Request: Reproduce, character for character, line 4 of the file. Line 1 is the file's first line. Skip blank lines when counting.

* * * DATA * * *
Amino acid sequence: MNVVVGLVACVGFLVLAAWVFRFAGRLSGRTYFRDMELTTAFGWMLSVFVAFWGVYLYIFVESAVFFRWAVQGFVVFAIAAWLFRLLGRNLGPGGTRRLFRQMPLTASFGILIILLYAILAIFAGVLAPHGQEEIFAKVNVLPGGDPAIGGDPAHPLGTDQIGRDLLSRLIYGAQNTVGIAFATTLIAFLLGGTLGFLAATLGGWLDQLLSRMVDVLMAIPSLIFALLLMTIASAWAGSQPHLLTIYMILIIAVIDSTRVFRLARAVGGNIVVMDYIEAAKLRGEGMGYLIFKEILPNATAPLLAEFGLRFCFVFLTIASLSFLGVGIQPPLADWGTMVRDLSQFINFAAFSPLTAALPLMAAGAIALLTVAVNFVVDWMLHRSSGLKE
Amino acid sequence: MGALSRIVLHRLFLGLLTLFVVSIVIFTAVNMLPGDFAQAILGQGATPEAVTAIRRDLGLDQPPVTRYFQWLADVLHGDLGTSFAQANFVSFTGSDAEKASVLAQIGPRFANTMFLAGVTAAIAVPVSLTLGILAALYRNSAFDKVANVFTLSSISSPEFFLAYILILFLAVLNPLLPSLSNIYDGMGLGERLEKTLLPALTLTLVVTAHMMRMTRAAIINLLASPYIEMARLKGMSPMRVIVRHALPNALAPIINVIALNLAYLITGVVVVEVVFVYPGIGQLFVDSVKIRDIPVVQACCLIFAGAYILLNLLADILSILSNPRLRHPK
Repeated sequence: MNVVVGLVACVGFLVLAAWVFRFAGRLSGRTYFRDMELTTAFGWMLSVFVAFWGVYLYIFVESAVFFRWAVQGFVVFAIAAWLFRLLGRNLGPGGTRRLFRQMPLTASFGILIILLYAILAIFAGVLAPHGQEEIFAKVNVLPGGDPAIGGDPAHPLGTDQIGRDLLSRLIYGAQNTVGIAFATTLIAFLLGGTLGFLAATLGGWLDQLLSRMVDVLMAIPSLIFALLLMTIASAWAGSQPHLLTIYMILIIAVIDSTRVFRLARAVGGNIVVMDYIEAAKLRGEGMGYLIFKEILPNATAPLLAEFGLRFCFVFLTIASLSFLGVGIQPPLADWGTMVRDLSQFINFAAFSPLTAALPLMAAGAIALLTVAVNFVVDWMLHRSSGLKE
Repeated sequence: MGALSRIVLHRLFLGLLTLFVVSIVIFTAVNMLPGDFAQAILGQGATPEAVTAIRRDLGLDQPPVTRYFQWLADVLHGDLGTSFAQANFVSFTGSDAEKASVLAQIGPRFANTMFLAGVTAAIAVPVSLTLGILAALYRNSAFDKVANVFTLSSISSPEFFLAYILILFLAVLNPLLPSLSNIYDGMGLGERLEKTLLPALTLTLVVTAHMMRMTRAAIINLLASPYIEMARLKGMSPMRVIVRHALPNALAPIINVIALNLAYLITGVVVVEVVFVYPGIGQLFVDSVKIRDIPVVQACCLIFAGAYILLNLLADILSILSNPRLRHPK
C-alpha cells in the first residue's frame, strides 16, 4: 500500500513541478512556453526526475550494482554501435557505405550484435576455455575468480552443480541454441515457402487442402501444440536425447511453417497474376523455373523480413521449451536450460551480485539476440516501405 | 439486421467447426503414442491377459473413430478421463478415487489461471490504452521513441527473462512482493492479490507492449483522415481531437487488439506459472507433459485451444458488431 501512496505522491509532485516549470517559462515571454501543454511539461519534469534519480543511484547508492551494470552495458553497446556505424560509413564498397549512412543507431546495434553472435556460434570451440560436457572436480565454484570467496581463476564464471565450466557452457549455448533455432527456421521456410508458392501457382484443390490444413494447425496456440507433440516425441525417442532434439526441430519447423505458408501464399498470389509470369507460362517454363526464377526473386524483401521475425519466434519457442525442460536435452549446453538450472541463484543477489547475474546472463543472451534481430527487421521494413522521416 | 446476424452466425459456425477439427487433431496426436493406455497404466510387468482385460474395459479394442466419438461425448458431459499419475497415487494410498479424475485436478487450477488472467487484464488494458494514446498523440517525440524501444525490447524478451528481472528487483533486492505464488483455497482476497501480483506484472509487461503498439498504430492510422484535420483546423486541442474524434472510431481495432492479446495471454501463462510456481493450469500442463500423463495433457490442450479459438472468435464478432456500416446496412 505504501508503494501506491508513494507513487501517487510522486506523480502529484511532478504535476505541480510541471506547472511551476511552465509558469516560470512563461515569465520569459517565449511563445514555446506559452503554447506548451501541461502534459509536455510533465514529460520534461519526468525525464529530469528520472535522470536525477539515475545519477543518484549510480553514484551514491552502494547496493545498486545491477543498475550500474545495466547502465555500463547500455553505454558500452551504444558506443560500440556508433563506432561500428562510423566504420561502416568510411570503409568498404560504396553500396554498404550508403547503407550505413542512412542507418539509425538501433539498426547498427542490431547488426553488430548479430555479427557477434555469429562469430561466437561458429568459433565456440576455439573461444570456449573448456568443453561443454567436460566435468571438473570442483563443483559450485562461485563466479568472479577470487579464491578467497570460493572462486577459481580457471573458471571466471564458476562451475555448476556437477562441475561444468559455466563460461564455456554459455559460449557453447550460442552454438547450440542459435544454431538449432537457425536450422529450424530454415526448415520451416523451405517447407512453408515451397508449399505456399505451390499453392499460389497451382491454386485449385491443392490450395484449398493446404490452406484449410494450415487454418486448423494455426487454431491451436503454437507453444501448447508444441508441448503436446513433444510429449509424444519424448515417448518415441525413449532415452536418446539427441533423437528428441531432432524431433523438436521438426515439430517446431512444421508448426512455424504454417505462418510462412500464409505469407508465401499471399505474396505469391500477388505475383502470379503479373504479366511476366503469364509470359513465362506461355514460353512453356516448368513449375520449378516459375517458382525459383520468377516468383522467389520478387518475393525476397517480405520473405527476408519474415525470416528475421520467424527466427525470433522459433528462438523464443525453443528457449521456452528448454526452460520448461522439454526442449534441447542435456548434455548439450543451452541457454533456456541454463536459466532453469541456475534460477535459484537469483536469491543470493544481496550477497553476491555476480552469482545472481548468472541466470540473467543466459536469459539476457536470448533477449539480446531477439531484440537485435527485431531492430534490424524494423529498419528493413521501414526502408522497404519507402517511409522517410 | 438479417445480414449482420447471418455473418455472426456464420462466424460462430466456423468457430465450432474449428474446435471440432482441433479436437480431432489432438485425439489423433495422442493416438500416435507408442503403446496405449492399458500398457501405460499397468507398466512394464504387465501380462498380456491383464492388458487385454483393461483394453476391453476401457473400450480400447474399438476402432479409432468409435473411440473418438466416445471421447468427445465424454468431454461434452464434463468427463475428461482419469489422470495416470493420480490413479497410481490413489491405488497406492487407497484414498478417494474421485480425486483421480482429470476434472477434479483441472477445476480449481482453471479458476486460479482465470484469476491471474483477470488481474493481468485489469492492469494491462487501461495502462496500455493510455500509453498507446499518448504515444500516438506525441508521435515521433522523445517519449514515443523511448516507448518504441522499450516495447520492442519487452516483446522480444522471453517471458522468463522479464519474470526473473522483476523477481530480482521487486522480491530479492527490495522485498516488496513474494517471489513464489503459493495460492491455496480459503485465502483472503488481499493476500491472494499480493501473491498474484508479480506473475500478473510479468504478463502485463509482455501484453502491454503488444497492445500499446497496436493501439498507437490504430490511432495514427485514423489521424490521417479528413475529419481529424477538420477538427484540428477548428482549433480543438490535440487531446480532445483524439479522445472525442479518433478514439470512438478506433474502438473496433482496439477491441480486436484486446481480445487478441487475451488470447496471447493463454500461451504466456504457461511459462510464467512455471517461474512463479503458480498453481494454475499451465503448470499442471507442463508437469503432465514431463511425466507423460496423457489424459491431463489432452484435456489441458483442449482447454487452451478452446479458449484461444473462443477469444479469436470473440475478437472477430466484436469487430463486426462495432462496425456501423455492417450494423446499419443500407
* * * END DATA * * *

Repeated sequence: MGALSRIVLHRLFLGLLTLFVVSIVIFTAVNMLPGDFAQAILGQGATPEAVTAIRRDLGLDQPPVTRYFQWLADVLHGDLGTSFAQANFVSFTGSDAEKASVLAQIGPRFANTMFLAGVTAAIAVPVSLTLGILAALYRNSAFDKVANVFTLSSISSPEFFLAYILILFLAVLNPLLPSLSNIYDGMGLGERLEKTLLPALTLTLVVTAHMMRMTRAAIINLLASPYIEMARLKGMSPMRVIVRHALPNALAPIINVIALNLAYLITGVVVVEVVFVYPGIGQLFVDSVKIRDIPVVQACCLIFAGAYILLNLLADILSILSNPRLRHPK